- “Generally, it is quite undesirable to preclude a class of otherwise patentable inventions from patentability on the basis of an exclusion that is not apparent from the express words of the Act.”
The Commissioner has since appealed that decision to the Full Court of the Federal Court of Australia.
DABUS in New Zealand
On 31 January 2022 an Assistant Commissioner of Patents adopted a similar position in relation to Dr Thaler’s New Zealand patent application as had the Deputy Commissioner of Patents in Australia, despite that decision having been overturned.3
The New Zealand ruling held that:
- the term “inventor” intrinsically refers to a natural person or an individual
- the Federal Court’s proposition that the Act does not explicitly prohibit non-humans from being an inventor was “ill-founded… if the Act is read and interpreted in context,” and
- the legislators would have drafted the Act to explicitly encompass non-human inventors (including artificial intelligence) had they intended to allow grant of patents devised solely by artificial intelligence.
The Assistant Commissioner noted, without reference to any sources, that “the Act was drafted, and has always been applied, on the assumption that an ‘inventor’ is a human being,” and relied upon several sections of the Act (primarily s 22) which were said to “explicitly refer to the inventor being a human being.”
The decision appears susceptible to a few criticisms.
Firstly, it seems to conflate the separate concepts of “inventor” and “entitlement.”
Section 5 of New Zealand’s Patents Act 2013 defines an “inventor” as merely “the actual deviser of the invention.” By contrast, the same section defines an “applicant” as “a person who has applied for a patent for an invention.”
Section 22 specifies who is entitled to be granted a patent:
(1) A patent for an invention may only be granted to a person who –
(a) is the inventor, or
(b) derives title to the invention from the inventor…
While sections 5 and 22 clearly require the applicant and patentee to be a person, it does not necessarily follow that the inventor must also be a person. Moreover, the term “person” itself is not limited to a natural person or individual, being defined by the Legislation Act 2019 as including “a corporation sole, a body corporate, and an unincorporated body.”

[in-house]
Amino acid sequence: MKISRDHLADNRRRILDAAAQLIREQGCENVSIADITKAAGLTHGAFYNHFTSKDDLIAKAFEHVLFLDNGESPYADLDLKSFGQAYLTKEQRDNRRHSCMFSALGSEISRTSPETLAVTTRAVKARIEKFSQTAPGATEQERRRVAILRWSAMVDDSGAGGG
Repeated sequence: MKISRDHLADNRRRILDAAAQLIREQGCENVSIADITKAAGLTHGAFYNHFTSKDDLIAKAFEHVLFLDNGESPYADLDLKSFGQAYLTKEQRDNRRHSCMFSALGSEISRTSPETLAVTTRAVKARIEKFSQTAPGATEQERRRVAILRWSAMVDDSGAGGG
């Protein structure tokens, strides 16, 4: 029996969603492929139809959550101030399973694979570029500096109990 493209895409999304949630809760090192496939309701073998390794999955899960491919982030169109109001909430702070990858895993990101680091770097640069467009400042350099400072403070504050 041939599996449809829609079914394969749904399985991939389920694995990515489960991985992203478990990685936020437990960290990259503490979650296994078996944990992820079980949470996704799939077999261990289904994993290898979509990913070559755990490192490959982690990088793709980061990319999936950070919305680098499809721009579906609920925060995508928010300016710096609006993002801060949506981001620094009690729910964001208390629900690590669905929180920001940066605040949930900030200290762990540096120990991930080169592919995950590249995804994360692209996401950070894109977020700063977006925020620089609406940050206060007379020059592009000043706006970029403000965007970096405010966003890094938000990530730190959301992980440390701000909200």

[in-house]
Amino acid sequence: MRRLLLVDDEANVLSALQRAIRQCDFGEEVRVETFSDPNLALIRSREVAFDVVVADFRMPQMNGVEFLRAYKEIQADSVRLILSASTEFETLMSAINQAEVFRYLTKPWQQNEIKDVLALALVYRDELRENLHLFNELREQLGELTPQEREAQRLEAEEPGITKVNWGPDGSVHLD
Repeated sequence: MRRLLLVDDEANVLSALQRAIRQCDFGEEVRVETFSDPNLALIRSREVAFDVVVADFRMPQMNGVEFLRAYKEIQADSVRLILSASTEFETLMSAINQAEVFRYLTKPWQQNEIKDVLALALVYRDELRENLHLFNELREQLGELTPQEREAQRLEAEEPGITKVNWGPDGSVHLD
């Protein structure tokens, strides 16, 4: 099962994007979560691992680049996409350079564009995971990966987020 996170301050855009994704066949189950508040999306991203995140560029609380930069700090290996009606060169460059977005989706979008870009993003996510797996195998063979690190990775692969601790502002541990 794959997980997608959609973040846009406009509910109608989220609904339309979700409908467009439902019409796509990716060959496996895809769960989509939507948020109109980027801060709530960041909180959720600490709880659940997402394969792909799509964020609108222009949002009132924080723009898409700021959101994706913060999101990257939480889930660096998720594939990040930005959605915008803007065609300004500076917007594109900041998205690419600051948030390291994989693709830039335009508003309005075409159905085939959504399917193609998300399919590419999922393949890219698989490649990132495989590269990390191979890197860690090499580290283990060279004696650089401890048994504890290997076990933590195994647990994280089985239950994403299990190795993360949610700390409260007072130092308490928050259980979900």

Secondly, the decision does not refer at all to the purposes of the Act in construing “inventor,” as required by the Legislation Act 2019. The purpose of promoting innovation, for example, would seem to favour patentability, and thus publication, of AI-created inventions. This must, of course, be balanced against any competing purposes specified in the Act.
Thirdly, sections 11, 15 and 16 of the Act contain explicit exclusions from patentability for policy reasons. The excluded categories are computer programs, inventions contrary to public order or morality, human beings and biological processes for their generation, methods of medical treatment of human beings, methods of diagnosis practised on human beings, and plant varieties.
In view of these express exclusions, the expressio unius est exclusion alterius maxim suggests that AI-created inventions should not be excluded from patentability.
Lastly, it is unrealistic to expect the legislature to anticipate and explicitly disallow potential developments in technology. There is no suggestion or evidence that the legislature ever turned their minds the issue of patentability of non-human inventions, and their intention is therefore unknown.
In Australia, the decision of the Full Court is awaited with interest. In New Zealand, Dr Thaler has until 28 February 2022 to appeal the Assistant Commissioner’s decision to the High Court.
Meanwhile, an Intellectual Property Laws Amendment Bill has been proposed to make various “technical” amendments to New Zealand’s IP laws, with an exposure draft now overdue. This could provide a convenient vehicle for Parliament to clarify its position on the patentability of AI-created inventions in New Zealand.
1 Stephen L. Thaler  APO 5.
2 Thaler v Commissioner of Patents  FCA 879, 160 IPR 72.
3 Stephen L. Thaler  NZIPOPAT 2.